It is said that in the new world order of globalization, Internet access and satellite television, there are a dwindling number of cultural differences between East and West. Perhaps, but one aspect of Western culture still completely foreign to the rest of the world has to be the retirement community. Such facilities have utterly changed the way millions of Americans spend the final years of their life. And with the way American influences seem to be proliferating abroad, it is possible --- however unlikely it might seem at first --- that retirement homes could become a part of the culture in other lands. After all, who ever thought there’d be a McDonalds on nearly every corner in Beijing.
The three generational household in America has become increasingly rare. There was a time in America when it was typical for a grandparent to reside with their grown children once the first grandchild was born. This is still the case in many other countries --- especially in the Third World and Eastern countries. For instance, in Mexico some 93 % of all elderly are still integrated with their families while in China, India and Japan it is considered shameful to “send a parent away.”
In the United States, however, retirement homes have been around for decades, really taking off in the 1980s. A number of factors have contributed to the trend. Geography is a big one. Americans are spread out all over the country’s four time zones and seniors often live hundreds or even thousands of miles from grown-up children who may have long ago left for college and settled elsewhere. Additionally, most retirement communities offer the medical care and 24-hour assistance that working families cannot provide. In the modern dual-income American family, it is rare that there is anyone with the time to care for a senior with constant medical needs.
In Palo Alto, Channing House was a forerunner in the trend. Built in 1962-63 on the site of the old high school, the massive 10 story modernist structure still thrives as a home to more than 250 seniors. The original thrust for the project came from Dr. Russel V. Lee, Medical Director of the Palo Alto Medical Clinic in the early 1960s. Lee wished to create a non-profit that would work with the Clinic to provide a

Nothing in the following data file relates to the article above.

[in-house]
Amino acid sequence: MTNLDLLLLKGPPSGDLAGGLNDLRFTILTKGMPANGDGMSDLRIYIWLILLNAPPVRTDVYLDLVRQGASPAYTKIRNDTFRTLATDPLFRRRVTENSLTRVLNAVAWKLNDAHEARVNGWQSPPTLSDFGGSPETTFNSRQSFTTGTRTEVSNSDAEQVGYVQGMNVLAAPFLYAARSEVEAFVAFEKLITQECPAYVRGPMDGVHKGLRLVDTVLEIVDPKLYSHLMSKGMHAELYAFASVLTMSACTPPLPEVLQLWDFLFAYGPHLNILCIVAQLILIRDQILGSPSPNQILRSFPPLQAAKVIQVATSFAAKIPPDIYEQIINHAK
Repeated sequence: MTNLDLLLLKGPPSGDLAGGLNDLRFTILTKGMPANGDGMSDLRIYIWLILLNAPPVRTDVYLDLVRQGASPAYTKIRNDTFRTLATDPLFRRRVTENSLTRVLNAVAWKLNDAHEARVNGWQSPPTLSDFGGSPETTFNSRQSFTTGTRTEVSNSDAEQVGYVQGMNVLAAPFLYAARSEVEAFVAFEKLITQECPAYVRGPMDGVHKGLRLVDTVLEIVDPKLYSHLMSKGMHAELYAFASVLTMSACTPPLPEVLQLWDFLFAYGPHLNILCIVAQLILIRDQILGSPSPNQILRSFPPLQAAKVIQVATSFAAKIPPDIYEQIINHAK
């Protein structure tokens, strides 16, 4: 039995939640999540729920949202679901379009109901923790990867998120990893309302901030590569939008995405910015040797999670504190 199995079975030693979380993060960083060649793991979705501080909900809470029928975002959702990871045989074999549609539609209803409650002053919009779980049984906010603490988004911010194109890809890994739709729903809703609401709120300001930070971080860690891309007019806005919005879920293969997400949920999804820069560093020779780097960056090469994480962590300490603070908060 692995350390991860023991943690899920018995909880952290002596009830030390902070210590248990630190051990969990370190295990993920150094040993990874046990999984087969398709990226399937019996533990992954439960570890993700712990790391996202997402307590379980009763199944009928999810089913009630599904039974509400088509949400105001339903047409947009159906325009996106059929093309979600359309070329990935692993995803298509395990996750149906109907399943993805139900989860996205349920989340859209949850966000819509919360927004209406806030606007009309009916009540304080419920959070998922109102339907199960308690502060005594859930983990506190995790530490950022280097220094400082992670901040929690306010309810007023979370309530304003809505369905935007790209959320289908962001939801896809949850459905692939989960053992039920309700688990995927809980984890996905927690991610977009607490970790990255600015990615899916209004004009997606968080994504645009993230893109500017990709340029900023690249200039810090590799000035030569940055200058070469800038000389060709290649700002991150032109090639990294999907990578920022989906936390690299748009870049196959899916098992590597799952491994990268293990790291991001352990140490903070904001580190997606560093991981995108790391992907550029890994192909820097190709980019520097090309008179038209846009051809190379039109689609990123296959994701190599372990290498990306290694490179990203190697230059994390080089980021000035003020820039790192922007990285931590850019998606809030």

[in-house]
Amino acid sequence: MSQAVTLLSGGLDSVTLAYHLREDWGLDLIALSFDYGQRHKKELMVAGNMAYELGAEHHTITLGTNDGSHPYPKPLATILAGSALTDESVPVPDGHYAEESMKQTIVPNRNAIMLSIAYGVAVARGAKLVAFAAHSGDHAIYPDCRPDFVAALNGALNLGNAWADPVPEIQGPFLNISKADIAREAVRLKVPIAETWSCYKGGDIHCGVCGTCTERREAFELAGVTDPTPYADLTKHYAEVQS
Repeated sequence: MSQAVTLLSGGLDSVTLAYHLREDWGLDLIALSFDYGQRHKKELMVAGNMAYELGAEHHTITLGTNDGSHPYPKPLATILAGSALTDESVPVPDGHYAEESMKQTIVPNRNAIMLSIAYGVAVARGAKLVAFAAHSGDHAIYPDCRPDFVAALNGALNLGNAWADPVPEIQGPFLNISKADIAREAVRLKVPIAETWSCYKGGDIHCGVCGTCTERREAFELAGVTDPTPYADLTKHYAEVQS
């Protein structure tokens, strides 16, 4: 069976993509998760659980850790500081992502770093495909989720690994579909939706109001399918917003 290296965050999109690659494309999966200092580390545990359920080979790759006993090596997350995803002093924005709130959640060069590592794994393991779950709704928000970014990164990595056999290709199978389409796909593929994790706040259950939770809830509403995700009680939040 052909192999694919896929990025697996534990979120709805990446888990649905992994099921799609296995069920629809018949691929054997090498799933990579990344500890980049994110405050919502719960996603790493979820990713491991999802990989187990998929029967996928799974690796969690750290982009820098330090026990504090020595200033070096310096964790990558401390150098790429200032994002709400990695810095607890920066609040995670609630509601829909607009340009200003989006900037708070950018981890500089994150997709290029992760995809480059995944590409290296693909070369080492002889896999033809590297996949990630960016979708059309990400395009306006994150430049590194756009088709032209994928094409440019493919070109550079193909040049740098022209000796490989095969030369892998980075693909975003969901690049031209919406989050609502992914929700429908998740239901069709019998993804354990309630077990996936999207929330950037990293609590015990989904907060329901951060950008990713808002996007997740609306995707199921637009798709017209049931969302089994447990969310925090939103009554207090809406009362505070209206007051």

place “where older residents could continue to participate in the affairs of our city.” In a 1961 promotional brochure, Channing House stated its mission to “follow and enhance the new trend toward community living among elder citizens. Channing House’s conception takes into account the desire for independence and privacy, relief from the detailed demands of home-owning, assurance of medical care within one’s resources, and for a gracious social life among persons of kind.”
The concept was popular immediately. By the December 1961 groundbreaking ceremony, two-thirds of the then 320 residences were already reserved. And after battling construction worker strikes and a controversy about its city tax status, the $7.5 million Channing House was ready to open. On January 27th, 1964, 270 seniors moved into their new residences, 40% of them hailing from outside the Bay Area.